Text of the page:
University Park,
10:21 AM

Dreaming up your dream job

Juan Gilbert speaks at GSU


“If you had your Ph.D. today (and) you could work anywhere you wanted to work, do anything you want to do, where would you work and what would you do?”

Speaking to an intimate audience at Governors State University (GSU), Gilbert — a leading scholar whose program has produced more Black Ph.D.’s in computer science than any other school in the nation—admitted he poses the same query of every prospective student he meets.

 “I ask that question repeatedly all the way through the program because it could change. My goal is to train you so you have a set of credentials that makes you attractive for the job of your dreams,’’ Gilbert said.

Realizing dreams was at the core of Gilbert’s presentation, the third and final one in GSU’s Diversity, Equity, and Inclusion (DEI) Distinguished Speaker series designed to advance GSU’s diversity and equity initiatives.

The series kicked off in January with diversity scholar Damon Williams followed by Author Mikki Kendall in March.

Gilbert is the Andrew Banks Family Preeminence Endowed Professor and chair of the Computer & Information Science & Engineering Department at the University of Florida. He also leads the Human-Experience Research Lab, where his students work on real-world problems and have produced technology to combat police brutality during routine traffic stops and voting irregularities.

In 2016, his students produced the Brain Computer Interface (BCI) which allowed “pilots” to power drones with their thoughts. His work has been praise by peers and presidents.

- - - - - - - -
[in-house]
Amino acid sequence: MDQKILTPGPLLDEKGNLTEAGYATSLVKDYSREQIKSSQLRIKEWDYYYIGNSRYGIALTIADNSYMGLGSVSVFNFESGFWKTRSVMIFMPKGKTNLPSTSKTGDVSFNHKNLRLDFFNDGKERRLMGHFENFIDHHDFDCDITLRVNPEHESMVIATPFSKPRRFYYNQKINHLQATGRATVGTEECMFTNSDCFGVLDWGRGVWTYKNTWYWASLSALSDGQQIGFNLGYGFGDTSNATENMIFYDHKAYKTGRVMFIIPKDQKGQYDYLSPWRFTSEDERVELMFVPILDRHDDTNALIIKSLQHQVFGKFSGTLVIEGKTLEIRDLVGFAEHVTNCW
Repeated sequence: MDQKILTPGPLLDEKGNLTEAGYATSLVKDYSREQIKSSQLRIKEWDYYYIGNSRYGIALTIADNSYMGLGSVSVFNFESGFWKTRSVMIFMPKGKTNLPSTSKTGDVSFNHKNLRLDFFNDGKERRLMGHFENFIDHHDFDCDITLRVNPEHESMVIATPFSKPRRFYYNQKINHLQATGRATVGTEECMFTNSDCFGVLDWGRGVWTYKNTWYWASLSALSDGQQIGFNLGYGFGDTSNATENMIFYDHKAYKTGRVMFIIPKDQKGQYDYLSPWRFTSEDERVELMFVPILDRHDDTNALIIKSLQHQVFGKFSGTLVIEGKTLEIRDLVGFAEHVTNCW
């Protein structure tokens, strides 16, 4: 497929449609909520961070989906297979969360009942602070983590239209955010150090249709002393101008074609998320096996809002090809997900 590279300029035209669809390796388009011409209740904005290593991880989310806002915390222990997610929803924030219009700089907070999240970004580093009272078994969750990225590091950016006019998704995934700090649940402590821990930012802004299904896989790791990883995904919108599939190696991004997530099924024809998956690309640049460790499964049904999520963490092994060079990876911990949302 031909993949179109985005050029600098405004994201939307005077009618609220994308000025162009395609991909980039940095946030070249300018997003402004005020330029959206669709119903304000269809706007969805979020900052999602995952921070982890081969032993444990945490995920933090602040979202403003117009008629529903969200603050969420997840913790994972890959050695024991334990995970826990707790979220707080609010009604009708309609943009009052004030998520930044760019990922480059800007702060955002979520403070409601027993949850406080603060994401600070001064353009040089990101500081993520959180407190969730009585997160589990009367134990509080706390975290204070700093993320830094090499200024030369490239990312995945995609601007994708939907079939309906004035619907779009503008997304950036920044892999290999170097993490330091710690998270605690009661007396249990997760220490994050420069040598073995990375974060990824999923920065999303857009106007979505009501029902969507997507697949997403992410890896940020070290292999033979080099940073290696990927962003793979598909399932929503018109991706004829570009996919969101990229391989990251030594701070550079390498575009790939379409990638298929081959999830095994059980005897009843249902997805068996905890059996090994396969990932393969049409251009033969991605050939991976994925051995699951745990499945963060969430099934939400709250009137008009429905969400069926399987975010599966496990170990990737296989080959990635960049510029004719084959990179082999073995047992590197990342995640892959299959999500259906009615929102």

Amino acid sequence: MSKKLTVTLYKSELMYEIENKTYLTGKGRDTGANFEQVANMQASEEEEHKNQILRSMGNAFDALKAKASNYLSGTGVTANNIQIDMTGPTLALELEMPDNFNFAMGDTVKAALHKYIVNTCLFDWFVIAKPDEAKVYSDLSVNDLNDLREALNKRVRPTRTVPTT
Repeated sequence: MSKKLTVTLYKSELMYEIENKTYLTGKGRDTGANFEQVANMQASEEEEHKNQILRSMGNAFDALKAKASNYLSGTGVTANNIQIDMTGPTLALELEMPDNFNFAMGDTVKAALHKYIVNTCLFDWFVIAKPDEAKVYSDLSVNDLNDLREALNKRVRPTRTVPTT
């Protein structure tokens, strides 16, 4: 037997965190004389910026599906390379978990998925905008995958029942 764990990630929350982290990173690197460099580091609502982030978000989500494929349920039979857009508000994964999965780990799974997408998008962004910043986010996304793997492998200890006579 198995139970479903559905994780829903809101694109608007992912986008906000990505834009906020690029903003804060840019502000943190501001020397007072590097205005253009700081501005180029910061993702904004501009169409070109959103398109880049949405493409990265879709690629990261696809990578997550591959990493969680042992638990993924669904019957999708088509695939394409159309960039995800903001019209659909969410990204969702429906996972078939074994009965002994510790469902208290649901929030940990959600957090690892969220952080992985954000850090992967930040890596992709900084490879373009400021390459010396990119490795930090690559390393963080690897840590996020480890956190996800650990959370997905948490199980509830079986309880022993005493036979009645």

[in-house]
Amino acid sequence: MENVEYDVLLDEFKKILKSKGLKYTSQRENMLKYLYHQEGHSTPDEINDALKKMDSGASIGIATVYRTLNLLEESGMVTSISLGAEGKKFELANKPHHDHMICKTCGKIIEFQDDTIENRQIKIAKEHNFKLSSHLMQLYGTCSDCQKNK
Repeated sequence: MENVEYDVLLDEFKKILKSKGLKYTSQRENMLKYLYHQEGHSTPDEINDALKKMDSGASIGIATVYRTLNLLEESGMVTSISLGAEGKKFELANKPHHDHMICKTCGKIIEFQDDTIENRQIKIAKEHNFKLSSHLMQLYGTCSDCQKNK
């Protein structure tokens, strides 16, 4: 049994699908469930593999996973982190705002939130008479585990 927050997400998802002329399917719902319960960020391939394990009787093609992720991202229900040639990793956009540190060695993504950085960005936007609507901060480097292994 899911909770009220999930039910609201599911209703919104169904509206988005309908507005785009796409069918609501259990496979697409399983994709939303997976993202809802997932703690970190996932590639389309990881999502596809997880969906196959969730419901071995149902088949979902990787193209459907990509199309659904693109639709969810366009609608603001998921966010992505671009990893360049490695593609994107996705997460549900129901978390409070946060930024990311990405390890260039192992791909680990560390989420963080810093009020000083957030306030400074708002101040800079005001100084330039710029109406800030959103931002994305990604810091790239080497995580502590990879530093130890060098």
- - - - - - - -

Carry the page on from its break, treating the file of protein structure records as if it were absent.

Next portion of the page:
Former President Obama recognized Gilbert for Excellence in Science, Mathematics, and Engineering Mentoring at University of Florida, Clemson and Auburn universities.

At Governors State, Gilbert shared seven brilliantly simple strategies to overcome barriers facing students who are underrepresented in STEM.

One barrier is a negative stereotype associated with STEM professions. To counter the barrier, Gilbert encouraged students to make their work relevant to things that they care about. “There are plenty of problems that need your expertise and your passion. You could be a scientist and change the world,’’ he has told students.

Another barrier is the need for many underrepresented students to give back to their communities. The most obvious pathway most see is education and health care. Gilbert offered practical science-based ways to help such as the Virtual Traffic Stop inspired by students upset after seeing an African American man on the news because he was killed by police during a traffic stop.

The program allows police to video chat with a motorist during a traffic stop and allows a third party (i.e. parent, guardian, etc.) to join the conversation. Designed to eliminate face-to-face interaction with police officers and opportunities for violent interactions. The Virtual Traffic Stop is already being used at some police departments in the United States.

“We build innovative solutions to real world problems by integrating people, technology, policy, (and) culture. That’s who we are.”

In his closing, Gilbert discussed how educational institutions could diversify their programs. This took him back to the day when one of his professors at the Miami University encouraged him to become a professor. “One conversation changed the trajectory of my life,” he said. “And as a result, changed the lives of 100’s of others.”

“Grow your own,” he went on to say. “You have students here. You know who’s talented. You know who has potential. Tap them on the shoulder and say ‘look, you know what you could do? Tell them. Don’t assume because they are smart that they know. Identify talent or promise. Encourage it. Show them the pipeline.”

To view Dr. Gilbert’s entire keynote address, please click here.